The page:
Art from code - Generator.x
Generator.x is a conference and exhibition examining the current role of software and generative strategies in art and design. [Read more...]
 
Archive for December, 2010
 
abstrakt Abstrakt: Zimoun

Zimoun: 150 prepared dc-motors, filler wire 1.0 mm
2009/2010, 730×120cm

Zimoun creates complex kinetic sound sculptures by arranging industrially produced parts according to seemingly simple rules. Using motors, wires, ventilators etc., he creates closed systems that develop their own behavior and rules similarly to artificial creatures. Once running, they are left to themselves and go through an indeterminable process of (de)generation.

These quasi autonomous creatures exist in an absolutely synthetic sphere of lifeless matter. However, within the precise, determinist systems creative categories suddenly reappear, such as deviation, refusal and transcience out of which complex patterns of behavior evolve.

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abstrakt Abstrakt: Jorinde Voigt

Jorinde Voigt: Territorium (4), VI/aus: Position 1-x; Nord-Süd-Achse; Zentren A-Z; Position-Zentrum/Identisch; Territorium 1-x; Zentrum 1-x; N,S,W,O; Drehrichtung der Himmelsrichtung im Verlauf; Konstruktion; Dekonstruktion; Countup-Countdown-Loop: 1-x Tage; Kontinentalgrenze
Rome, 2010
70×100cm, ink, pencil on paper, signed original

The drawings of Jorinde Voigt are means to project order onto her environment. She formalizes and orders aspects, objects and impressions to form complex graphs, applying both objective (scientific) methods and subjective decisions. The system designs thus bear a scientific character, but upon closer inspection they can neither be generalized nor be deciphered in terms of applicability. The drawings constitute ’subjective abstractions’ that can only be read as aesthetic products, as symbols for the time’s penchant for formalization, and as such elude any concrete application as patterns or logic.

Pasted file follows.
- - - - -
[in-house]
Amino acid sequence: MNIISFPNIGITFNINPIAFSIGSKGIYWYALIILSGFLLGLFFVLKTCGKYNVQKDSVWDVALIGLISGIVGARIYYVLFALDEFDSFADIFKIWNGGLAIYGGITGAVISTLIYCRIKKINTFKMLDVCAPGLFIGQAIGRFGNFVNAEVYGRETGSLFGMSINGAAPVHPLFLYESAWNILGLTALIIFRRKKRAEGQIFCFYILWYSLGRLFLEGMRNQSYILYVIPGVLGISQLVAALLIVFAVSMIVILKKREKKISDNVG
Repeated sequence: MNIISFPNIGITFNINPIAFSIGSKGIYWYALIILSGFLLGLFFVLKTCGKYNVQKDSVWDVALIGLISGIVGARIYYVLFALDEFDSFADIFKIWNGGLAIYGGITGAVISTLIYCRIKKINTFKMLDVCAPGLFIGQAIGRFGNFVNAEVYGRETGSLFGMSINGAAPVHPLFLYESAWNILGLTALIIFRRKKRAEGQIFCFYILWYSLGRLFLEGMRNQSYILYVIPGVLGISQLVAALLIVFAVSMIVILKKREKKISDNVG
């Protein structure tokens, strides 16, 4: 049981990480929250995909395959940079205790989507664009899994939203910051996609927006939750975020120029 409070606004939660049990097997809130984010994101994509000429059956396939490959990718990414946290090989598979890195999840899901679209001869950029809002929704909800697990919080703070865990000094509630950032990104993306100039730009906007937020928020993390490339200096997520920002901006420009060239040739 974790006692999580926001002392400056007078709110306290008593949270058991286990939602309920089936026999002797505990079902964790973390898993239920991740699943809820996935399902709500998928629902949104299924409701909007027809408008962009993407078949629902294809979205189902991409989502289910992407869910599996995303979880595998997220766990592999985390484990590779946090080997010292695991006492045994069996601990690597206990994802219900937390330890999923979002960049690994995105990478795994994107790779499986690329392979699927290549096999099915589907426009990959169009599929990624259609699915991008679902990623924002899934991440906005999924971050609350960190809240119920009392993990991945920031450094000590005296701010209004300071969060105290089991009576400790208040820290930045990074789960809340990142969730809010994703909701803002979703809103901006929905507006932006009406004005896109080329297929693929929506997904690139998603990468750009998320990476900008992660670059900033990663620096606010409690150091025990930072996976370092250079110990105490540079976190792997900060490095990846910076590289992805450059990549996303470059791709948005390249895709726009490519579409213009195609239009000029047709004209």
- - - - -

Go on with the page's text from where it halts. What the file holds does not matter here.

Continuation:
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abstrakt Abstrakt: SOFTlab

SOFTlab: (n)arcissus, 2010
Site-specific installation, laser cut mylar & acrylic

“(n)arcissus” is a site-specific spatial intervention in the stairwell of the Frankfurter Kunstverein, an artificial skin that drops down through the vertical space using gravity as a principle. By designing the form as a parametric model SOFTlab are able to manipulate the formal qualities of the final output while simultaneously optimizing it for physical construction. Their script breaks the surface down into individual surfaces for laser cutting, producing the unique modules needed to produce the larger structure.

Digital tools are not new to the field of architecture, but the last few years have seen an explosion in the use of generative systems combined with digital manufacturing processes. This new style of computational architecture explores the creation of complex forms based on parametric processes, giving rise to a new range of architectural expression while eliminating the economy of mass-produced form. Positioned at the heart of this movement, SOFTlab is an emerging architectural practice whose work combines scripted processes with knowledge of materials and principles of construction.